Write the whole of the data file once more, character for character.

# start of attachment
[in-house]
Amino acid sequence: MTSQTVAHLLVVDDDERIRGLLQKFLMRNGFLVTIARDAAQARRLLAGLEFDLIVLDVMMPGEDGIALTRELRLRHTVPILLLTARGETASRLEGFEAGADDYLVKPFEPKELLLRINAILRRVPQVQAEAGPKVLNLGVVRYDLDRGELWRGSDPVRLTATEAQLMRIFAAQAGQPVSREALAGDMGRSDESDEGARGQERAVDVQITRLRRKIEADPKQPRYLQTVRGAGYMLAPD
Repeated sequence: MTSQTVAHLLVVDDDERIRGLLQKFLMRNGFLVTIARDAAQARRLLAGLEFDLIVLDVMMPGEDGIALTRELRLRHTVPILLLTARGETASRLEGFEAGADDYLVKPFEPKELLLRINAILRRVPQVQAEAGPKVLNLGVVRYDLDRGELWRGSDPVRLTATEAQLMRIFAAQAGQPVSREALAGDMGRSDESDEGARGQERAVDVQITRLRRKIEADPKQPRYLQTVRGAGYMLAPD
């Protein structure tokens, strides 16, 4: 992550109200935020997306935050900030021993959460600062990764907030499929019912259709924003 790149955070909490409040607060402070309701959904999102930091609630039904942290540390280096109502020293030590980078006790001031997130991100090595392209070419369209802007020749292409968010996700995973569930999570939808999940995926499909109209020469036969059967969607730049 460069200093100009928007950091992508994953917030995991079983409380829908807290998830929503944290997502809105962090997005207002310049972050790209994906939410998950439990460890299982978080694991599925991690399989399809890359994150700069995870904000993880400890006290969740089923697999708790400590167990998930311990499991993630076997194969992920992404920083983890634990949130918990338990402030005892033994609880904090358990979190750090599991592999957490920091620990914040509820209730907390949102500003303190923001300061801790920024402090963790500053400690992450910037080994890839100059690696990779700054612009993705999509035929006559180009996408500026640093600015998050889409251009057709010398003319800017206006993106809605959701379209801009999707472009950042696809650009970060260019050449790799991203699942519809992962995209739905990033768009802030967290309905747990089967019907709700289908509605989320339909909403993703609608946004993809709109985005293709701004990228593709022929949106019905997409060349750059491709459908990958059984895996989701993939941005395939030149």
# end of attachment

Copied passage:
[in-house]
Amino acid sequence: MTSQTVAHLLVVDDDERIRGLLQKFLMRNGFLVTIARDAAQARRLLAGLEFDLIVLDVMMPGEDGIALTRELRLRHTVPILLLTARGETASRLEGFEAGADDYLVKPFEPKELLLRINAILRRVPQVQAEAGPKVLNLGVVRYDLDRGELWRGSDPVRLTATEAQLMRIFAAQAGQPVSREALAGDMGRSDESDEGARGQERAVDVQITRLRRKIEADPKQPRYLQTVRGAGYMLAPD
Repeated sequence: MTSQTVAHLLVVDDDERIRGLLQKFLMRNGFLVTIARDAAQARRLLAGLEFDLIVLDVMMPGEDGIALTRELRLRHTVPILLLTARGETASRLEGFEAGADDYLVKPFEPKELLLRINAILRRVPQVQAEAGPKVLNLGVVRYDLDRGELWRGSDPVRLTATEAQLMRIFAAQAGQPVSREALAGDMGRSDESDEGARGQERAVDVQITRLRRKIEADPKQPRYLQTVRGAGYMLAPD
């Protein structure tokens, strides 16, 4: 992550109200935020997306935050900030021993959460600062990764907030499929019912259709924003 790149955070909490409040607060402070309701959904999102930091609630039904942290540390280096109502020293030590980078006790001031997130991100090595392209070419369209802007020749292409968010996700995973569930999570939808999940995926499909109209020469036969059967969607730049 460069200093100009928007950091992508994953917030995991079983409380829908807290998830929503944290997502809105962090997005207002310049972050790209994906939410998950439990460890299982978080694991599925991690399989399809890359994150700069995870904000993880400890006290969740089923697999708790400590167990998930311990499991993630076997194969992920992404920083983890634990949130918990338990402030005892033994609880904090358990979190750090599991592999957490920091620990914040509820209730907390949102500003303190923001300061801790920024402090963790500053400690992450910037080994890839100059690696990779700054612009993705999509035929006559180009996408500026640093600015998050889409251009057709010398003319800017206006993106809605959701379209801009999707472009950042696809650009970060260019050449790799991203699942519809992962995209739905990033768009802030967290309905747990089967019907709700289908509605989320339909909403993703609608946004993809709109985005293709701004990228593709022929949106019905997409060349750059491709459908990958059984895996989701993939941005395939030149």